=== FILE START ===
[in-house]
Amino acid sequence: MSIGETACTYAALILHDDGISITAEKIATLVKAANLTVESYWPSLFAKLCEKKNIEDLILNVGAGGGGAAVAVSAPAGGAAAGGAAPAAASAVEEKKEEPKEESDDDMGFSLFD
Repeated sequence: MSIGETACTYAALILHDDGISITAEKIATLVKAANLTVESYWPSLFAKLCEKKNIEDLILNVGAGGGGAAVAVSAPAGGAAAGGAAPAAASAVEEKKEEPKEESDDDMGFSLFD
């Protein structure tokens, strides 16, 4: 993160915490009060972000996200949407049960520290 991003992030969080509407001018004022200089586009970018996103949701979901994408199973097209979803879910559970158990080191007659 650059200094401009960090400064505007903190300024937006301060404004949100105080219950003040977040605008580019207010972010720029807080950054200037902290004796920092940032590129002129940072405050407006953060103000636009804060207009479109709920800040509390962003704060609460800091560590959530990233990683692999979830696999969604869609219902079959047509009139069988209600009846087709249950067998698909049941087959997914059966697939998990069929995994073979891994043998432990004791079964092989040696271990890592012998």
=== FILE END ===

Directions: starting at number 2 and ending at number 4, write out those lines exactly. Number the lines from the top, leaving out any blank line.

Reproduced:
Amino acid sequence: MSIGETACTYAALILHDDGISITAEKIATLVKAANLTVESYWPSLFAKLCEKKNIEDLILNVGAGGGGAAVAVSAPAGGAAAGGAAPAAASAVEEKKEEPKEESDDDMGFSLFD
Repeated sequence: MSIGETACTYAALILHDDGISITAEKIATLVKAANLTVESYWPSLFAKLCEKKNIEDLILNVGAGGGGAAVAVSAPAGGAAAGGAAPAAASAVEEKKEEPKEESDDDMGFSLFD
């Protein structure tokens, strides 16, 4: 993160915490009060972000996200949407049960520290 991003992030969080509407001018004022200089586009970018996103949701979901994408199973097209979803879910559970158990080191007659 650059200094401009960090400064505007903190300024937006301060404004949100105080219950003040977040605008580019207010972010720029807080950054200037902290004796920092940032590129002129940072405050407006953060103000636009804060207009479109709920800040509390962003704060609460800091560590959530990233990683692999979830696999969604869609219902079959047509009139069988209600009846087709249950067998698909049941087959997914059966697939998990069929995994073979891994043998432990004791079964092989040696271990890592012998």